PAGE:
Rushdie, Sir Salman
Parts of his allegorical novel The Satanic Verses (1988) were deemed sacrilegious and enraged many Muslims, including Iran's Ayatollah Khomeini, who in 1989 issued a fatwa sentencing Rushdie to death. Violence occurred in some cities where the book was sold, and Rushdie went into hiding. From his seclusion he wrote Haroun and the Sea of Stories (1990), a novelistic allegory against censorship; East, West (1995), a book of short stories; and The Moor's Last Sigh (1995), a novel that examines India's recent history through the life of a Jewish-Christian family. Although Iranian president Khatami committed to end government support for the fatwa in 1998, other members of the Iranian government and Shiite clergy have since insisted it remains in force and have offered a bounty for Rushdie's murder.
The Ground beneath Her Feet (1999), which mingles myth and reality in a surreal world of rock music celebrity, was followed by Fury (2001), Shalimar the Clown (2005), and The Enchantress of Florence (2008), a romantic fantasy of 16th-century East and West, chiefly tales of Mughal India and Renaissance Italy. Luka and the Fire of Life (2010), a magical 21st-century myth, is a sequel to Haroun. The Golden House (2017), which combines realism and fantasy, follows a wealthy Indian family who live in Manhattan during the Obama years and a vulgarian supervillain who runs for the presidency. Quichotte (2019) is a modern retelling of Cervantes' Don Quixote. Rushdie has written numerous essays, many of which are in Step across This Line: Collected Nonfiction 1992–2002 (2002). He was knighted in 2008, provoking condemnation from some Muslims.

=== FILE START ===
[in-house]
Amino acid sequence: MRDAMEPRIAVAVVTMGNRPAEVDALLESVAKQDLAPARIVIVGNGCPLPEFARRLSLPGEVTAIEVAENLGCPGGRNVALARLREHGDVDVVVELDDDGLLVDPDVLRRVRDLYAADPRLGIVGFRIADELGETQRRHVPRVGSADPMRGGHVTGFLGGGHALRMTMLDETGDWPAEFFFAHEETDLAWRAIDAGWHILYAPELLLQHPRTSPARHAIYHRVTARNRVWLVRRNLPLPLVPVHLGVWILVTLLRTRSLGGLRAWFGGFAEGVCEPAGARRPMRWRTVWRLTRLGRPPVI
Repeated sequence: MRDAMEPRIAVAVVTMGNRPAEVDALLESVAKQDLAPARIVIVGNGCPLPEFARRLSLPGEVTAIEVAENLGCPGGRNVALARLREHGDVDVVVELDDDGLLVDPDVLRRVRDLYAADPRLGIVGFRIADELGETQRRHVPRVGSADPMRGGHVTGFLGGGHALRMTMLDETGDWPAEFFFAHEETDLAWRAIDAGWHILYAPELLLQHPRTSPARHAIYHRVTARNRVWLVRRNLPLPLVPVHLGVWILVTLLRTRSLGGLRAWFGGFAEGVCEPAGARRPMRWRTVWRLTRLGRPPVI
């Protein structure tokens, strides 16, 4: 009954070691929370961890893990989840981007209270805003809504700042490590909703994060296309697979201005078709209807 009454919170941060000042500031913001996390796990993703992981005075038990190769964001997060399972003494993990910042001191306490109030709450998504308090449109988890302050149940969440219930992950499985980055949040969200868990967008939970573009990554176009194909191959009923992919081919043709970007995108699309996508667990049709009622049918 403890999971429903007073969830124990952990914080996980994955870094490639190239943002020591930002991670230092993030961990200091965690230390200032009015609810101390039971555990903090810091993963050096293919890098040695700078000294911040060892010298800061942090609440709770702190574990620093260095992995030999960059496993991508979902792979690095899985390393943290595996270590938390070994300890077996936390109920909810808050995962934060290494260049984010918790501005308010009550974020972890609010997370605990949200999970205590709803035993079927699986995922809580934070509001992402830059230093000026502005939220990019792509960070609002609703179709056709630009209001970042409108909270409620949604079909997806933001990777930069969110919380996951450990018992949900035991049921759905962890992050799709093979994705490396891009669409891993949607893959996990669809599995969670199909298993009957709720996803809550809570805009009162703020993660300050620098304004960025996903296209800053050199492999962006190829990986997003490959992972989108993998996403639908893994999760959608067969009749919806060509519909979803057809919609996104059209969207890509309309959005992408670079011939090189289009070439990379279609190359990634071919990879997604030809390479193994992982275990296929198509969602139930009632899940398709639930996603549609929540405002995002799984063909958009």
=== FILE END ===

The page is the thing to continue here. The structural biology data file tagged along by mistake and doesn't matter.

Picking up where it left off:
See Joseph Anton (2012), a memoir that chronicles his years in hiding; M. Reder, ed., Conversations with Salman Rushdie (2000) and P. S. Chauhan, ed., Salman Rushdie Interviews (2001); studies by T. Brennan (1989), J. Harrison (1992), C. Cundy (1996), M. K. Booker, ed. (1999), R. Y. Clark (2001), H. Bloom, ed. (2003), P. Chowdhury (2007), and S. Morton (2008).
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